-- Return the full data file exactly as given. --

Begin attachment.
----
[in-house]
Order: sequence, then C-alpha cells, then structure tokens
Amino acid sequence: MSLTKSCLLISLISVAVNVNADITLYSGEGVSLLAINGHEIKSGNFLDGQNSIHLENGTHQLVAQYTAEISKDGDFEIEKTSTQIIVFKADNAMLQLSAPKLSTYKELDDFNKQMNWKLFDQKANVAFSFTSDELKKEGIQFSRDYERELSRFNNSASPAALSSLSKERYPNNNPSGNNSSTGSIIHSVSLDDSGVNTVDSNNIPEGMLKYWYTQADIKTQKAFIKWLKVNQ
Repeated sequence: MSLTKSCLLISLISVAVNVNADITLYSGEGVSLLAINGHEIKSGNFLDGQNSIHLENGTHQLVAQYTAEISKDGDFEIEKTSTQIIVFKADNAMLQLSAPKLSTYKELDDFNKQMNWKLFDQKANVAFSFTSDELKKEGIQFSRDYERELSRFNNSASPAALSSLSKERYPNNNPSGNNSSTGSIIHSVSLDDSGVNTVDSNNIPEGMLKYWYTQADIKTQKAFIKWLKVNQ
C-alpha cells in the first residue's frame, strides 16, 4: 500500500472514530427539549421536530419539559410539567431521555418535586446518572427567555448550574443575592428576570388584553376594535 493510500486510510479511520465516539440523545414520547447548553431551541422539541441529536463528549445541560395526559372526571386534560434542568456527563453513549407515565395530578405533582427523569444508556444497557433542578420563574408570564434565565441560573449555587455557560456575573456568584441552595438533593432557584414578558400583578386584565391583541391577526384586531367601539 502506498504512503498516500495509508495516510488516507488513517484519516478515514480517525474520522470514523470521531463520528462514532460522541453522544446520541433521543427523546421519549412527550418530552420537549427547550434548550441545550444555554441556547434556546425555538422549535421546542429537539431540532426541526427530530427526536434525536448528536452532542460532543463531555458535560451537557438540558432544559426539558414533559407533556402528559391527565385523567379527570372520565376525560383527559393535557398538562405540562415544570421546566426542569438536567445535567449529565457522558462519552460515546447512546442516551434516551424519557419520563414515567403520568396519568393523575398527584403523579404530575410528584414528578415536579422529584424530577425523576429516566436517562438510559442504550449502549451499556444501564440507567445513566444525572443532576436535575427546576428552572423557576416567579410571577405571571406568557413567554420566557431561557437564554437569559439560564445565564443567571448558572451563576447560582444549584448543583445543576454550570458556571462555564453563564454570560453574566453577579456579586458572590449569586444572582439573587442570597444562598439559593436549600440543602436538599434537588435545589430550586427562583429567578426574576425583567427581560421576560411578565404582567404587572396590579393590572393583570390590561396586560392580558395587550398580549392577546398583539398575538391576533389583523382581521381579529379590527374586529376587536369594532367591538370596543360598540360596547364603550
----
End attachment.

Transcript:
[in-house]
Order: sequence, then C-alpha cells, then structure tokens
Amino acid sequence: MSLTKSCLLISLISVAVNVNADITLYSGEGVSLLAINGHEIKSGNFLDGQNSIHLENGTHQLVAQYTAEISKDGDFEIEKTSTQIIVFKADNAMLQLSAPKLSTYKELDDFNKQMNWKLFDQKANVAFSFTSDELKKEGIQFSRDYERELSRFNNSASPAALSSLSKERYPNNNPSGNNSSTGSIIHSVSLDDSGVNTVDSNNIPEGMLKYWYTQADIKTQKAFIKWLKVNQ
Repeated sequence: MSLTKSCLLISLISVAVNVNADITLYSGEGVSLLAINGHEIKSGNFLDGQNSIHLENGTHQLVAQYTAEISKDGDFEIEKTSTQIIVFKADNAMLQLSAPKLSTYKELDDFNKQMNWKLFDQKANVAFSFTSDELKKEGIQFSRDYERELSRFNNSASPAALSSLSKERYPNNNPSGNNSSTGSIIHSVSLDDSGVNTVDSNNIPEGMLKYWYTQADIKTQKAFIKWLKVNQ
C-alpha cells in the first residue's frame, strides 16, 4: 500500500472514530427539549421536530419539559410539567431521555418535586446518572427567555448550574443575592428576570388584553376594535 493510500486510510479511520465516539440523545414520547447548553431551541422539541441529536463528549445541560395526559372526571386534560434542568456527563453513549407515565395530578405533582427523569444508556444497557433542578420563574408570564434565565441560573449555587455557560456575573456568584441552595438533593432557584414578558400583578386584565391583541391577526384586531367601539 502506498504512503498516500495509508495516510488516507488513517484519516478515514480517525474520522470514523470521531463520528462514532460522541453522544446520541433521543427523546421519549412527550418530552420537549427547550434548550441545550444555554441556547434556546425555538422549535421546542429537539431540532426541526427530530427526536434525536448528536452532542460532543463531555458535560451537557438540558432544559426539558414533559407533556402528559391527565385523567379527570372520565376525560383527559393535557398538562405540562415544570421546566426542569438536567445535567449529565457522558462519552460515546447512546442516551434516551424519557419520563414515567403520568396519568393523575398527584403523579404530575410528584414528578415536579422529584424530577425523576429516566436517562438510559442504550449502549451499556444501564440507567445513566444525572443532576436535575427546576428552572423557576416567579410571577405571571406568557413567554420566557431561557437564554437569559439560564445565564443567571448558572451563576447560582444549584448543583445543576454550570458556571462555564453563564454570560453574566453577579456579586458572590449569586444572582439573587442570597444562598439559593436549600440543602436538599434537588435545589430550586427562583429567578426574576425583567427581560421576560411578565404582567404587572396590579393590572393583570390590561396586560392580558395587550398580549392577546398583539398575538391576533389583523382581521381579529379590527374586529376587536369594532367591538370596543360598540360596547364603550